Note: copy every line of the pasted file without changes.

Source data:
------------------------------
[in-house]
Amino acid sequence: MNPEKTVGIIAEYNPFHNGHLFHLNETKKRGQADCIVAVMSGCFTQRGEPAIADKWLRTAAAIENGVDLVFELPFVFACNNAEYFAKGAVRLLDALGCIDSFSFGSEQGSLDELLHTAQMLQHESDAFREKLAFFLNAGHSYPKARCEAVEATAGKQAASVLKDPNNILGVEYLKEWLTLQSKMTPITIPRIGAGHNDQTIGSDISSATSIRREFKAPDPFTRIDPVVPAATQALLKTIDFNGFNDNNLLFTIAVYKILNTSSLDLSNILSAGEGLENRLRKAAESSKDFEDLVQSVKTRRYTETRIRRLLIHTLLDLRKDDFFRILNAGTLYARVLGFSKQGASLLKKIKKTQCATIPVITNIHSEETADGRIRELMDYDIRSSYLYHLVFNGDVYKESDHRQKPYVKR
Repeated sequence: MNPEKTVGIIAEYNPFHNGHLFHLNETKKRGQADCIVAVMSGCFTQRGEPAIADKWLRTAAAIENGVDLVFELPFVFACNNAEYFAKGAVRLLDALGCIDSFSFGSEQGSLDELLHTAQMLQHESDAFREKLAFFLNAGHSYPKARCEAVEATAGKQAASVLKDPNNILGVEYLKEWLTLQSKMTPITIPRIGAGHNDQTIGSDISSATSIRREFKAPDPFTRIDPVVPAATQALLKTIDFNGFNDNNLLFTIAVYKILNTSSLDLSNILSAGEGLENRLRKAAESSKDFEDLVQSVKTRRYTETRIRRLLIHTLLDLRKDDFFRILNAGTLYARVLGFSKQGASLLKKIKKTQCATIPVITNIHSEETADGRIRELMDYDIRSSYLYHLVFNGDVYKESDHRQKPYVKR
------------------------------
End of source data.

[in-house]
Amino acid sequence: MNPEKTVGIIAEYNPFHNGHLFHLNETKKRGQADCIVAVMSGCFTQRGEPAIADKWLRTAAAIENGVDLVFELPFVFACNNAEYFAKGAVRLLDALGCIDSFSFGSEQGSLDELLHTAQMLQHESDAFREKLAFFLNAGHSYPKARCEAVEATAGKQAASVLKDPNNILGVEYLKEWLTLQSKMTPITIPRIGAGHNDQTIGSDISSATSIRREFKAPDPFTRIDPVVPAATQALLKTIDFNGFNDNNLLFTIAVYKILNTSSLDLSNILSAGEGLENRLRKAAESSKDFEDLVQSVKTRRYTETRIRRLLIHTLLDLRKDDFFRILNAGTLYARVLGFSKQGASLLKKIKKTQCATIPVITNIHSEETADGRIRELMDYDIRSSYLYHLVFNGDVYKESDHRQKPYVKR
Repeated sequence: MNPEKTVGIIAEYNPFHNGHLFHLNETKKRGQADCIVAVMSGCFTQRGEPAIADKWLRTAAAIENGVDLVFELPFVFACNNAEYFAKGAVRLLDALGCIDSFSFGSEQGSLDELLHTAQMLQHESDAFREKLAFFLNAGHSYPKARCEAVEATAGKQAASVLKDPNNILGVEYLKEWLTLQSKMTPITIPRIGAGHNDQTIGSDISSATSIRREFKAPDPFTRIDPVVPAATQALLKTIDFNGFNDNNLLFTIAVYKILNTSSLDLSNILSAGEGLENRLRKAAESSKDFEDLVQSVKTRRYTETRIRRLLIHTLLDLRKDDFFRILNAGTLYARVLGFSKQGASLLKKIKKTQCATIPVITNIHSEETADGRIRELMDYDIRSSYLYHLVFNGDVYKESDHRQKPYVKR